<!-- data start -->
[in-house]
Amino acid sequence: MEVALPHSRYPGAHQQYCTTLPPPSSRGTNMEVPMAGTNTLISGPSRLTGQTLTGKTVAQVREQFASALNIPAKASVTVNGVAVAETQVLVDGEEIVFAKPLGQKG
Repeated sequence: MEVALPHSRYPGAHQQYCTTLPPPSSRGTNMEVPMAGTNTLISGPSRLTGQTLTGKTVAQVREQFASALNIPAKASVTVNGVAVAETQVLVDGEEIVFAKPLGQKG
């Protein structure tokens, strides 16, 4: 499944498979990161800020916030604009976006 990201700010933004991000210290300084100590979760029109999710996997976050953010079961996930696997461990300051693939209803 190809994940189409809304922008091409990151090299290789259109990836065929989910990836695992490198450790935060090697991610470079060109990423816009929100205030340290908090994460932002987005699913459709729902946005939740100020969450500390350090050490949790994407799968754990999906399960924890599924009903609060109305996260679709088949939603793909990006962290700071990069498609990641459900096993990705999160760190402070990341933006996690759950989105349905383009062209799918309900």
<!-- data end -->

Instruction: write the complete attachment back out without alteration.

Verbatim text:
[in-house]
Amino acid sequence: MEVALPHSRYPGAHQQYCTTLPPPSSRGTNMEVPMAGTNTLISGPSRLTGQTLTGKTVAQVREQFASALNIPAKASVTVNGVAVAETQVLVDGEEIVFAKPLGQKG
Repeated sequence: MEVALPHSRYPGAHQQYCTTLPPPSSRGTNMEVPMAGTNTLISGPSRLTGQTLTGKTVAQVREQFASALNIPAKASVTVNGVAVAETQVLVDGEEIVFAKPLGQKG
């Protein structure tokens, strides 16, 4: 499944498979990161800020916030604009976006 990201700010933004991000210290300084100590979760029109999710996997976050953010079961996930696997461990300051693939209803 190809994940189409809304922008091409990151090299290789259109990836065929989910990836695992490198450790935060090697991610470079060109990423816009929100205030340290908090994460932002987005699913459709729902946005939740100020969450500390350090050490949790994407799968754990999906399960924890599924009903609060109305996260679709088949939603793909990006962290700071990069498609990641459900096993990705999160760190402070990341933006996690759950989105349905383009062209799918309900």